# Explain call stack of this function?

I have the code (space = _):

def recursion0(x):
____if x == 1:
________return 1
____else:
________recursion0(x-1)
________print x

I know values 2-x will print, but I cannot figure out how to map the call stack. Below are my thoughts.

Let's set x = 3. 3 goes to 2 in recursion0(3-1), and then 2 goes to 1 in recursion0(2-1). Nothing is returned because there are no return statements, except for 1 which is the value given to recursion0(2). Then 2 is printed because x = 2. I still don't know what happens after this so 3 is printed. What happens after this so 3 is printed?
Another question, why does x print after 1 is returned (and not before)?

Last edited:

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jedishrfu
Mentor
Basically your code is calling the function again and again until the argument is 1 and then it returns.

You need to literally step thru your program line by line and when you hit the recursion0 function

Code:
rec(4) start with x=4 as an example
_x==1? no so we go to the else
_rec(4-1) so we call recursion0 with arg =3
__x==1? no so we go to the else
__rec(3-1) so now we call recursion0 with arg=2
___x=1? no so we go to the else
___rec(2-1) ...
___print 2
__print 3
...
does it make sense now?

One way to see this is to add a print stmt at the start of your function print: ">>> Entering recursion0 with x=", x

and a print stmt at the end of your function: print ">>> Exitting recursion0 with x=", x

Last edited:
jtbell
Mentor
I have the code (space = _):
You can make the spaces display properly by enclosing your code between [noparse]
Code:
 and
[/noparse] tags:

Code:
def recursion0(x):
if x == 1:
return 1
else:
recursion0(x-1)
print x
Click the "Quote" button on this post to see exactly what I did.

• 1 person
jedishrfu, what causes 3 to print when only 1 is returned to recursion0(2)? I am thinking since only a value is returned to recursion0(2), the function would stop there.

jedishrfu
Mentor
jedishrfu, what causes 3 to print when only 1 is returned to recursion0(2)? I am thinking since only a value is returned to recursion0(2), the function would stop there.
Each time the ELSE block is executed the recursion0 function is called again before it can reach the print statement so in a sense the print statement execution is put on hold until that function returns.

The value returned by your recusion0 function is not assigned to any variable and is not used anywhere in your program. Normally it would be as in the factorial recursion function shown below:

Code:
 def factor(x):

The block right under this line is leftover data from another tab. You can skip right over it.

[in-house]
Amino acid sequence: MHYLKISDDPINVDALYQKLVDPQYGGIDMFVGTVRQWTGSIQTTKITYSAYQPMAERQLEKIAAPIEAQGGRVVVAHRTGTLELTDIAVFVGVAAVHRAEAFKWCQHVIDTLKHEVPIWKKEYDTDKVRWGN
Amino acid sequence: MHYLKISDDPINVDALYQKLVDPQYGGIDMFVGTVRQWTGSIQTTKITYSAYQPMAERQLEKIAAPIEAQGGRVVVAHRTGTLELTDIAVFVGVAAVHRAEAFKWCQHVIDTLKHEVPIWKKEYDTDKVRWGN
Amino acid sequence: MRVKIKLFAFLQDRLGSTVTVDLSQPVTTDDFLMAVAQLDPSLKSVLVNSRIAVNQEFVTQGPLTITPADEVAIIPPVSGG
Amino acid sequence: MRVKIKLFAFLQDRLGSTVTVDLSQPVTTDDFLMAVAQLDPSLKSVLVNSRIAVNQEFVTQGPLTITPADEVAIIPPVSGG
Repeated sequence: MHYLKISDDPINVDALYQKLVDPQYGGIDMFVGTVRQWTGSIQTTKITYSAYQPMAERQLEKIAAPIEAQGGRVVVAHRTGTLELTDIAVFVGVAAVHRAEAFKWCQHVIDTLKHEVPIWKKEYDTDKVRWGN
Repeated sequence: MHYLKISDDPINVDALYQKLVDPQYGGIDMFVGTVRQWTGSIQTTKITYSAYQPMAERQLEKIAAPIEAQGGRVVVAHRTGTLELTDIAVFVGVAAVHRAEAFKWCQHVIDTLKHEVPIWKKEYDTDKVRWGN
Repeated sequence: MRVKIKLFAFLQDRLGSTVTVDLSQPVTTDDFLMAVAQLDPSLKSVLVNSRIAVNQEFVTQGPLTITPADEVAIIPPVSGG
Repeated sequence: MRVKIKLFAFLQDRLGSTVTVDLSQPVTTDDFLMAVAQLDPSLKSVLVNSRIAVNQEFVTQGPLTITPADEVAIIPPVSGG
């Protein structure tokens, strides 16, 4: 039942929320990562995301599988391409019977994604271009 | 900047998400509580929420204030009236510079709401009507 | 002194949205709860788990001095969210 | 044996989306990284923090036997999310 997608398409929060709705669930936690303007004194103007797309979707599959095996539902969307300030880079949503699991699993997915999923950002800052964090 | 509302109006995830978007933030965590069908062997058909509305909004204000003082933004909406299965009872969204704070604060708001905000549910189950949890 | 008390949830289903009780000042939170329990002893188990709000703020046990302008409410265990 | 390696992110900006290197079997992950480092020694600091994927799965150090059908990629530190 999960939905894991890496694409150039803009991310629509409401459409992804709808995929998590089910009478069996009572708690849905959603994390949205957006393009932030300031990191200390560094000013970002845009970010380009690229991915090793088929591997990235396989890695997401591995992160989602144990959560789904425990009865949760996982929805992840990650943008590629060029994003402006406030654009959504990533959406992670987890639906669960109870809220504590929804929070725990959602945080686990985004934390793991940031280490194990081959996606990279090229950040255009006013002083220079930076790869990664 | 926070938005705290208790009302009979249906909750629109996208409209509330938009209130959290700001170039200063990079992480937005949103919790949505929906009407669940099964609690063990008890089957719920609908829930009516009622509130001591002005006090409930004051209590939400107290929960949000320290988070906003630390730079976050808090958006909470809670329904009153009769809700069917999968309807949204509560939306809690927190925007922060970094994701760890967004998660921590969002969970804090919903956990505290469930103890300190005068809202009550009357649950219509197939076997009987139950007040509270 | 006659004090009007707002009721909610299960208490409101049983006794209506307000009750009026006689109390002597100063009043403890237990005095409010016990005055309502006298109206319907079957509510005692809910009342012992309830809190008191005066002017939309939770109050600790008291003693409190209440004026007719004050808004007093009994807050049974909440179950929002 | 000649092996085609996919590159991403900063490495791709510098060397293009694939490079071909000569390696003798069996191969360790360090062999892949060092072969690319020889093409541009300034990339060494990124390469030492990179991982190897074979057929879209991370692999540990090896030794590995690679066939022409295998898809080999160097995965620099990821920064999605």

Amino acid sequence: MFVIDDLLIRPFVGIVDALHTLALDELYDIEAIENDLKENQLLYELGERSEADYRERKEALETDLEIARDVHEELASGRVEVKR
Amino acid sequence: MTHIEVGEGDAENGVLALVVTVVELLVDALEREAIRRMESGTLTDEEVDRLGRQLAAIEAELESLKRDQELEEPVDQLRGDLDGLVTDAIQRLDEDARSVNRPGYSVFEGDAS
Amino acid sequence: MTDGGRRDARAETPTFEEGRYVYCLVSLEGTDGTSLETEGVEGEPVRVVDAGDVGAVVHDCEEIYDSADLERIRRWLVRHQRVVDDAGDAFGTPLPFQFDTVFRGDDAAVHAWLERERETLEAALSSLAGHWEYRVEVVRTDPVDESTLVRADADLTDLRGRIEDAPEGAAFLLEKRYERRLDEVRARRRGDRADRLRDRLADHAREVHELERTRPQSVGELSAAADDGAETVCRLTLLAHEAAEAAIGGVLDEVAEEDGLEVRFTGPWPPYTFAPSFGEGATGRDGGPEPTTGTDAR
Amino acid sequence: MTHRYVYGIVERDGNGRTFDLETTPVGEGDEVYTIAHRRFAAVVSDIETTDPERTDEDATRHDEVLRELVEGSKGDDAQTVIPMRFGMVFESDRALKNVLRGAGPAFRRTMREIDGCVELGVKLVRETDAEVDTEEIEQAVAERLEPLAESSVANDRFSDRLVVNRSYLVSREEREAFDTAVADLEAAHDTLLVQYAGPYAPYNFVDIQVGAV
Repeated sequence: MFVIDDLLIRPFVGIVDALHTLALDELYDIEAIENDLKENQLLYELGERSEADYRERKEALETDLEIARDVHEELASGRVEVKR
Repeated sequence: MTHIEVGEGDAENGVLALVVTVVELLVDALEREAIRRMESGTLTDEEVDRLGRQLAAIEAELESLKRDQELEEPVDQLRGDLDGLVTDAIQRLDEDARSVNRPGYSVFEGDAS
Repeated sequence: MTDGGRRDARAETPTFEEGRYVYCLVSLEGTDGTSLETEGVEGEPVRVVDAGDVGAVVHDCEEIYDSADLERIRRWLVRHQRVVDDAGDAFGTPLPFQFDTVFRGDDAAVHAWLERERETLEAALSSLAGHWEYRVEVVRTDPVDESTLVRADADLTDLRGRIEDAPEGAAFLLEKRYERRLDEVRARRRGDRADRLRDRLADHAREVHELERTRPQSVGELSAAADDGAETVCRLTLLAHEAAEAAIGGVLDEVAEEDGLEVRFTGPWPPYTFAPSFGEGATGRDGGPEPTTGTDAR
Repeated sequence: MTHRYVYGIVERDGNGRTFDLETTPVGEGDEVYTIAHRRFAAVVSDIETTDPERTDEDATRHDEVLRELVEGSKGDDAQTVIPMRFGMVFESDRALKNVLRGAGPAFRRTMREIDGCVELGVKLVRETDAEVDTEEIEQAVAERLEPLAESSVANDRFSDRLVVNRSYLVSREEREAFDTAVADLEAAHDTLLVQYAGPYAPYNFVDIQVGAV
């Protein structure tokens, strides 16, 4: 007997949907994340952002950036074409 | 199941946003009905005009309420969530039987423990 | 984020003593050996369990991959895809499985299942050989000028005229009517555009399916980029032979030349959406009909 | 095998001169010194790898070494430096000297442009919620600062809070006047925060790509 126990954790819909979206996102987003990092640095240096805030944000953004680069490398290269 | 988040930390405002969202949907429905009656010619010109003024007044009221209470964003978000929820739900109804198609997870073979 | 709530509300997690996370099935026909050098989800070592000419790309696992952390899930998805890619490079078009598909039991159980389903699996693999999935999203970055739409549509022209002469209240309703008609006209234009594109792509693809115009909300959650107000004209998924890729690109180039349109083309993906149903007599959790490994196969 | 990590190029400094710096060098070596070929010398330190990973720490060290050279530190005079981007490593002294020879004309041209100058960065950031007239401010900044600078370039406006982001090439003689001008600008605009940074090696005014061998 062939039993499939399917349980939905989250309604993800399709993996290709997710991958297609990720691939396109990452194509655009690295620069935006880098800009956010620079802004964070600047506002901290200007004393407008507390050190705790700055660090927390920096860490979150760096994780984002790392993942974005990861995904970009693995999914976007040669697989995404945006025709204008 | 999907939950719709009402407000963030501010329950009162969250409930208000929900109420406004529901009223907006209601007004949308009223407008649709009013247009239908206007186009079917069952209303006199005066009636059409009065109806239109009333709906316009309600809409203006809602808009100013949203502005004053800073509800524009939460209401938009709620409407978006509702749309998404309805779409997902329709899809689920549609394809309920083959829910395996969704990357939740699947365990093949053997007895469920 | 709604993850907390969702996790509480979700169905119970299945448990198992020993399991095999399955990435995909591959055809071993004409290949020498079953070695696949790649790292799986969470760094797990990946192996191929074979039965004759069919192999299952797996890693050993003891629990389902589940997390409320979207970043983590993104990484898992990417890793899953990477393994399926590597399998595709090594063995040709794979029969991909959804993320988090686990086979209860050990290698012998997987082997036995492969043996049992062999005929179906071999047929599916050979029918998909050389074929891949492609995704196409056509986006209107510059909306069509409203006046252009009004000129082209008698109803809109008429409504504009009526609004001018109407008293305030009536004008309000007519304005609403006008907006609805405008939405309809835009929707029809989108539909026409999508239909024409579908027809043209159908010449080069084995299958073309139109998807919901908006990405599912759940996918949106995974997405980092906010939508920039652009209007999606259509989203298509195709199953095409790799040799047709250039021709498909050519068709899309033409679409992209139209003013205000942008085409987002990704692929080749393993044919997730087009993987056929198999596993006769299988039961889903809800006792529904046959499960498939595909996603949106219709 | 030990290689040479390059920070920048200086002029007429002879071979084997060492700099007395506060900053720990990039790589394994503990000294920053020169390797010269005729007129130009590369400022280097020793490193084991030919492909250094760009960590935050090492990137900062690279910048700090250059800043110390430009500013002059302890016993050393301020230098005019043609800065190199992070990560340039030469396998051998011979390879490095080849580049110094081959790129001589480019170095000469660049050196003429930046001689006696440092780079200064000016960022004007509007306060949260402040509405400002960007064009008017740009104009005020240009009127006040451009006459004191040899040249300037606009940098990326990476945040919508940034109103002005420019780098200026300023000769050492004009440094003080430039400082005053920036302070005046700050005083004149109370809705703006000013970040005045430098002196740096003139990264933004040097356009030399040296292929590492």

if x==0
return 1
else:
return x*factor(x-1)
and you can see the action by adding extra print statements as shown below:

Code:
def factor(x):
print "Entering factor(", x, ")"
if x==0:
rc=1
else:
rc=x*factor(x-1)

print "Exitting factor(", x, ") returning value: ",rc
return rc

So (for my code with x=4) does it flow like this:
recursion0(4)
x!= 1
else recursion0(3)
x != 1
else recursion0(2)
x!= 1
else recursion0(1)
x==1
return 1 to recursion0(2)
print 2
print 3
print 4

jedishrfu
Mentor
So (for my code with x=4) does it flow like this:
recursion0(4)
x!= 1
else recursion0(3)
x != 1
else recursion0(2)
x!= 1
else recursion0(1)
x==1
return 1 to recursion0(2)
print 2
print 3
print 4
Yes, does it make sense now? Recursion is a cool technique to learn, it develops very compact code which may use a little more computer resources than the equivalent for loop but is very elegant.

Don't forget to thank people via the thanks button...

• 1 person
1 more question, what makes the program return to calls recursion0(3) and (4) when nothing explicitly says to return there?

Office_Shredder
Staff Emeritus
Gold Member
When a function call is finished it automatically jumps back to where the function was called, even if the function doesn't return anything. Consider the following two lines:

arbitraryfunction(3)
print(3)

what could arbitraryfunction(3) possibly do to prevent print(3) from executing?

• 1 person
jedishrfu
Mentor
1 more question, what makes the program return to calls recursion0(3) and (4) when nothing explicitly says to return there?
Your code looks like python and by default it adds a return at the end of your function what it returns is undefined but is probably a zero.

• 1 person
jedishrfu
Mentor
When a function call is finished it automatically jumps back to where the function was called, even if the function doesn't return anything. Consider the following two lines:

arbitraryfunction(3)
print(3)

what could arbitraryfunction(3) possibly do to prevent print(3) from executing?
In rare cases, it could throw an exception which would bubble up until some block caught it.

http://www.tutorialspoint.com/python/python_exceptions.htm